# Question regarding the natural isomorphism given by a triangulated functor

If we have two triangulated categories, let's say $$\mathcal{T}_{1}$$ and $$\mathcal{T}_{2}$$, with translation functors $$\Sigma_{1}$$ and $$\Sigma_{2}$$, respectively. A exact functor or triangulated functor between these two categories is defined by an additive functor $$F:\mathcal{T}_{1} \to \mathcal{T}_{2}$$ such that there is a natural isomorphism

$$\eta:= \lbrace \eta_{X}:F\Sigma_{1}(X) \to \Sigma_{2}F(X) \rbrace_{X \in \operatorname{Obj}(\mathcal{T_{1}})}.$$

In a way that for every distinguished triangle $$X \xrightarrow{u} Y \xrightarrow{v} Z \xrightarrow{w} \Sigma_{1}X$$ in $$\mathcal{T_{1}}$$ then $$FX \xrightarrow{F(u)} FY \xrightarrow{F(v)} FZ \xrightarrow{\eta_{X} \circ F(w)} \Sigma_{2}FX$$ is a distinguished triangle in $$\mathcal{T_{2}}$$. My question is that if we have that this natural transformation $$\eta$$ induced by the triangulated functor $$F:\mathcal{T}_{1} \to \mathcal{T}_{2}$$ we also have a natural isomorphism $$\Sigma_{2}^{-i}F \cong F \Sigma_{1}^{-i}$$ for every $$i \in \mathbb{Z}$$?? I guess this is true by checking out on proof of "the adjoint functor of a triangulated functor is also triangulated". I tried to prove this simple case $$\Sigma_{2}^{-1}F \cong F \Sigma_{1}^{-1}$$.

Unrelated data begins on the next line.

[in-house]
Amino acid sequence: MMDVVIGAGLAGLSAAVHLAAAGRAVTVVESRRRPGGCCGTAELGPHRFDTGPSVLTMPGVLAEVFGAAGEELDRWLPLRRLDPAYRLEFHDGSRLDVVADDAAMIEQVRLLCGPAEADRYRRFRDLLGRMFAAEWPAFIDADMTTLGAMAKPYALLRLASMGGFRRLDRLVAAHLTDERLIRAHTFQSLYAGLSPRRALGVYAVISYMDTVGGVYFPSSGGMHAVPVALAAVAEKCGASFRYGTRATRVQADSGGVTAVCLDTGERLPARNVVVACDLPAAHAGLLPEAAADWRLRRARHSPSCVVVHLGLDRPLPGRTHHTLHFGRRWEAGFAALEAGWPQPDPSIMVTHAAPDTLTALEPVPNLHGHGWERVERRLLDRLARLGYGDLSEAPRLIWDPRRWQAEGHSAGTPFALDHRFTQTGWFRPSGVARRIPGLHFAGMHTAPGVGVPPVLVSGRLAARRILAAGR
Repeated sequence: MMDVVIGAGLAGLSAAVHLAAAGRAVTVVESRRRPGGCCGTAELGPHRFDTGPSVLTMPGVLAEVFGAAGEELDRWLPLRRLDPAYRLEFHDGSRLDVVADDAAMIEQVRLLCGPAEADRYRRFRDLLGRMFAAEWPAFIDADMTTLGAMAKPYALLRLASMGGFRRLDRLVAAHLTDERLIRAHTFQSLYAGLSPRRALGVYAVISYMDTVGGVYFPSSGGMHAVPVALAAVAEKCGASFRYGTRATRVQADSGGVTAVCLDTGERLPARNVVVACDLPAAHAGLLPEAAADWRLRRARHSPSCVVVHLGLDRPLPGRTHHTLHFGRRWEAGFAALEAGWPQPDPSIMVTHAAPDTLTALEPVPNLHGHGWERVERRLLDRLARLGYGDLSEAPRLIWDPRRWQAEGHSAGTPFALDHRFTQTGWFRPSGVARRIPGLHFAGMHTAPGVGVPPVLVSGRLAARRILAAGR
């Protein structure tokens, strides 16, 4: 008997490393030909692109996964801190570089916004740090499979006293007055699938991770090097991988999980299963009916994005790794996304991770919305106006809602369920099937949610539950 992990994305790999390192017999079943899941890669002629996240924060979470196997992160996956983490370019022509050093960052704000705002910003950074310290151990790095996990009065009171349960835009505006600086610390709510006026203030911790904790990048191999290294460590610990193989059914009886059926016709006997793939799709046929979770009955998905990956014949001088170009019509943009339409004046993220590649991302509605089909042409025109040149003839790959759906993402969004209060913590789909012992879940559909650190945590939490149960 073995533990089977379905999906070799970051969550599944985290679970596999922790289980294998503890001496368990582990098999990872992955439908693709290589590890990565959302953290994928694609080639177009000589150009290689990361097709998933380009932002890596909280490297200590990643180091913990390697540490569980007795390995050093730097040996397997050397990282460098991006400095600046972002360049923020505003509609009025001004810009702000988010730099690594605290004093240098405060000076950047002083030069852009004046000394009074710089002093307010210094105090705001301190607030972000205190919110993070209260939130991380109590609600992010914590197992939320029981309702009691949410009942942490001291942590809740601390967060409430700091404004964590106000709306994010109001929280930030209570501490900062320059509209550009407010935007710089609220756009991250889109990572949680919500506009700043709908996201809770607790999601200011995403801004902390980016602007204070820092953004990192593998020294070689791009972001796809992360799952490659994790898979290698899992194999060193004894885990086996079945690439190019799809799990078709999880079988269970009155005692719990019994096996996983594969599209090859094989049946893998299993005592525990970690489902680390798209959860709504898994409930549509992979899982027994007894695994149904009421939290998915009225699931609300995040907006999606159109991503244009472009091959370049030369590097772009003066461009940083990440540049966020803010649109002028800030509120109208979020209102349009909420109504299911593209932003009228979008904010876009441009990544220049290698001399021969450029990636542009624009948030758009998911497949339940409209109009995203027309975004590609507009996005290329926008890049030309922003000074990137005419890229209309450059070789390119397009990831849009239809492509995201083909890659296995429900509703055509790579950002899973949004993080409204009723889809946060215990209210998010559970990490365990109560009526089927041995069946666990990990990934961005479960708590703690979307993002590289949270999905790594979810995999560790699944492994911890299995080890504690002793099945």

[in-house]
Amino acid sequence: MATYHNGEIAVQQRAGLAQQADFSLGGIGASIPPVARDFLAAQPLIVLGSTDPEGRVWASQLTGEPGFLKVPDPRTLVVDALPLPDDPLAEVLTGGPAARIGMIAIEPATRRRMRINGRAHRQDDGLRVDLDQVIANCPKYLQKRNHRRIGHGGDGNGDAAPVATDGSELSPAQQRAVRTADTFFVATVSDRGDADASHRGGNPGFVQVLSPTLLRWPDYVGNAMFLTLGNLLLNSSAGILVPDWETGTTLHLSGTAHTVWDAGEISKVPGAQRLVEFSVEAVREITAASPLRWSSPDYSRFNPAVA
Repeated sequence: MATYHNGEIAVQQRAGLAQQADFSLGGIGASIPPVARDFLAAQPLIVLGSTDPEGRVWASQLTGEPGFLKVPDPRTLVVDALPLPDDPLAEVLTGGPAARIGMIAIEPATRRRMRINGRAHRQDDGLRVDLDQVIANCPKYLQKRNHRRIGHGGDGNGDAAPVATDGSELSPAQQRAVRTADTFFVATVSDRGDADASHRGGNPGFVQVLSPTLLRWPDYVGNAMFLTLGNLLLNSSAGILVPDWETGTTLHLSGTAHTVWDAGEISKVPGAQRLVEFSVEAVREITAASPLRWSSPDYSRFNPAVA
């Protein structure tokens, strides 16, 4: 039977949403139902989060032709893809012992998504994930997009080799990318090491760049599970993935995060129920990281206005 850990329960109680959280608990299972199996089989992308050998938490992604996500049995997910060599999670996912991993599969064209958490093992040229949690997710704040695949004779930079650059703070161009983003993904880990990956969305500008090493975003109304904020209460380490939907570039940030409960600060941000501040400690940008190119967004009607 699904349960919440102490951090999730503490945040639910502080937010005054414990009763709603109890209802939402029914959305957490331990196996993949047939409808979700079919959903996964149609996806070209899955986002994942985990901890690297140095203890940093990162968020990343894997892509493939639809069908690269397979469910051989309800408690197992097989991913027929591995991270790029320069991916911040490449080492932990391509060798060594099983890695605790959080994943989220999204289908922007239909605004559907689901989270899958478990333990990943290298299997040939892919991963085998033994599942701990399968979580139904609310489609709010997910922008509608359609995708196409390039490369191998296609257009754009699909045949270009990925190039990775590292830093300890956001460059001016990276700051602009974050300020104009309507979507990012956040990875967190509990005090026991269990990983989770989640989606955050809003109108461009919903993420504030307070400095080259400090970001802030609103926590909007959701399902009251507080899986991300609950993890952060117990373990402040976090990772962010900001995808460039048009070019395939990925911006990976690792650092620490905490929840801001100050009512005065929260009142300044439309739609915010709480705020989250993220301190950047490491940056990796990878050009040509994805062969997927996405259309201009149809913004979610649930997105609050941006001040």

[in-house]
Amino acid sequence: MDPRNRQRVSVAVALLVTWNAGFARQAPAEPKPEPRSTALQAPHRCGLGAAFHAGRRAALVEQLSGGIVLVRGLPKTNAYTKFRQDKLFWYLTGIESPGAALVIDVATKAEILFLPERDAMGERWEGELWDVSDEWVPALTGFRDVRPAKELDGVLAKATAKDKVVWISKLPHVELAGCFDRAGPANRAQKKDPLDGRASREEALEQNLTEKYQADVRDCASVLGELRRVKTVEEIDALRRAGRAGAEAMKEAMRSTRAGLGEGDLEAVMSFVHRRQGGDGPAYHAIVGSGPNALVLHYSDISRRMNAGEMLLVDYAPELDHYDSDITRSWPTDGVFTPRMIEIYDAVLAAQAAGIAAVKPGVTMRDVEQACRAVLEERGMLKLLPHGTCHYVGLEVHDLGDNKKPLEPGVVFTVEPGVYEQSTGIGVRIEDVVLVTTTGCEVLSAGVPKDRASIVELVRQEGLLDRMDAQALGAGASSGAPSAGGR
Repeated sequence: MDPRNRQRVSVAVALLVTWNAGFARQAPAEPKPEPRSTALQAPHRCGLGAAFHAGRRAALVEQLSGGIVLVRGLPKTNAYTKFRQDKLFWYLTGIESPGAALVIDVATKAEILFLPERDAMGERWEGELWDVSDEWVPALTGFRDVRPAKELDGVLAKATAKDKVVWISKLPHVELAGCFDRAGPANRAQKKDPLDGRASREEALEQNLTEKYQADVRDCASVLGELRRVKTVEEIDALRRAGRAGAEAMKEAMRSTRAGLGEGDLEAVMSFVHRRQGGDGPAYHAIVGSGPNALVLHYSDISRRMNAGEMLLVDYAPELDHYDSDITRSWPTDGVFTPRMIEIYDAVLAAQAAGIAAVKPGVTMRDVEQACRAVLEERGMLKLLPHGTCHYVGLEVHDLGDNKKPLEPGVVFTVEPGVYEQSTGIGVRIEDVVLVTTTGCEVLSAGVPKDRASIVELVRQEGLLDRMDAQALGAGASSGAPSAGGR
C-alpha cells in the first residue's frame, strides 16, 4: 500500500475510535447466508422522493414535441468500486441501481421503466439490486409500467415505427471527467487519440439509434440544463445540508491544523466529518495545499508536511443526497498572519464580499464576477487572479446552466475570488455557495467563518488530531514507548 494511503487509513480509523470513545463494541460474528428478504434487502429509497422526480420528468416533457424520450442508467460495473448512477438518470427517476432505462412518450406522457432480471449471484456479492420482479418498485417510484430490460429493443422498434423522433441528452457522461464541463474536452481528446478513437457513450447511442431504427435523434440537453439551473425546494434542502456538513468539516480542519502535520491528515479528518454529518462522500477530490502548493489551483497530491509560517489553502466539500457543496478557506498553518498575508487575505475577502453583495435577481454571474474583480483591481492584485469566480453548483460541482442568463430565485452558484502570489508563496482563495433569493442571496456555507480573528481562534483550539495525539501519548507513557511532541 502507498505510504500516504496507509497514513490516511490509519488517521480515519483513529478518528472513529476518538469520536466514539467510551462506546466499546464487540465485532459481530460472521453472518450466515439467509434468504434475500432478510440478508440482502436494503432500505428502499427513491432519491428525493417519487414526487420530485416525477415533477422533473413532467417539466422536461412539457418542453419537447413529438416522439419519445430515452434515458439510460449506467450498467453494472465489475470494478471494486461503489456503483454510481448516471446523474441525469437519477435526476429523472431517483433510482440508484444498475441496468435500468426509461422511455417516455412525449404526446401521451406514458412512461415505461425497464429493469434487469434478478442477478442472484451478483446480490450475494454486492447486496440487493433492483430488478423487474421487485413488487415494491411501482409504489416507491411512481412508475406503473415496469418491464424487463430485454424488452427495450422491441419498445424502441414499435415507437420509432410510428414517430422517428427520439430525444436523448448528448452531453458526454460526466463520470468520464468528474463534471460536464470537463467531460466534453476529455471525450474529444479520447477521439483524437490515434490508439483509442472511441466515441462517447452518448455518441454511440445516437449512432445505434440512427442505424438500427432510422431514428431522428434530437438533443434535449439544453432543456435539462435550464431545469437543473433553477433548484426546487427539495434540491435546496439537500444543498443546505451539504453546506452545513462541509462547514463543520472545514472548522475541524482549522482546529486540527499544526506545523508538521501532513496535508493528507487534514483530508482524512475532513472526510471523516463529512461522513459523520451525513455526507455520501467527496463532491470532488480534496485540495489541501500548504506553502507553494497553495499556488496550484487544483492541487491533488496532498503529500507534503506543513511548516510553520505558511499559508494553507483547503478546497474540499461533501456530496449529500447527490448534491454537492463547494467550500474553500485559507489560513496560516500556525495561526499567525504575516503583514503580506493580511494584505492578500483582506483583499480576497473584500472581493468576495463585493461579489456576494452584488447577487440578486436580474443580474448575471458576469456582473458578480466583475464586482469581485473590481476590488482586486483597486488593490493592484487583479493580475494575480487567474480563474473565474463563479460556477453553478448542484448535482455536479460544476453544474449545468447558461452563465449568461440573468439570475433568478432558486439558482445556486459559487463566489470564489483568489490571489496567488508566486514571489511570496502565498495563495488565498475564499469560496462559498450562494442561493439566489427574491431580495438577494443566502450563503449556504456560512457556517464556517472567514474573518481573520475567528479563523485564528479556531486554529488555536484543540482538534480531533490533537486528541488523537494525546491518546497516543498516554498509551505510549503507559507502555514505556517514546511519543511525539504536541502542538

I was thinking maybe I didn't understand the definition of a triangulated functor correctly and there is a natural isomorphism $$\eta$$ for each distinguished triangle in $$\mathcal{T}_{1}$$?? Can anyone tell me if this is true? Otherwise I don't have any idea how to obtain this natural isomorphism :/

I came with this question since I was following for this proof Daniel Huybrechts' book "Fourier-Mukai Transforms in Algebraic Geometry" page 15 Proposition 1.41. As there is one step "using my notation" where he uses an isomorphism:

$$\operatorname{Hom}_{\mathcal{T}_{2}}(\Sigma_{-2}F(X),Y) \cong \operatorname{Hom}_{\mathcal{T}_{2}}(F \Sigma^{-1}(X),Y).$$

This question has been stuck in my head for so many day so I will really appreciate your help. Thanks!

$$\Sigma_2$$ is an equivalence, so to construct such an isomorphism it suffices to construct an isomorphism $$F\cong\Sigma_2^i F\Sigma_1^{-i}$$ (to which you can then apply $$\Sigma_2^{-i}$$)
Similarly, by using precomposition instead of postcomposition, it suffices to construct an isomorphism $$F\Sigma_1^i\cong \Sigma_2^iF$$. But this one is given to you by iterating $$\eta$$, so we are done.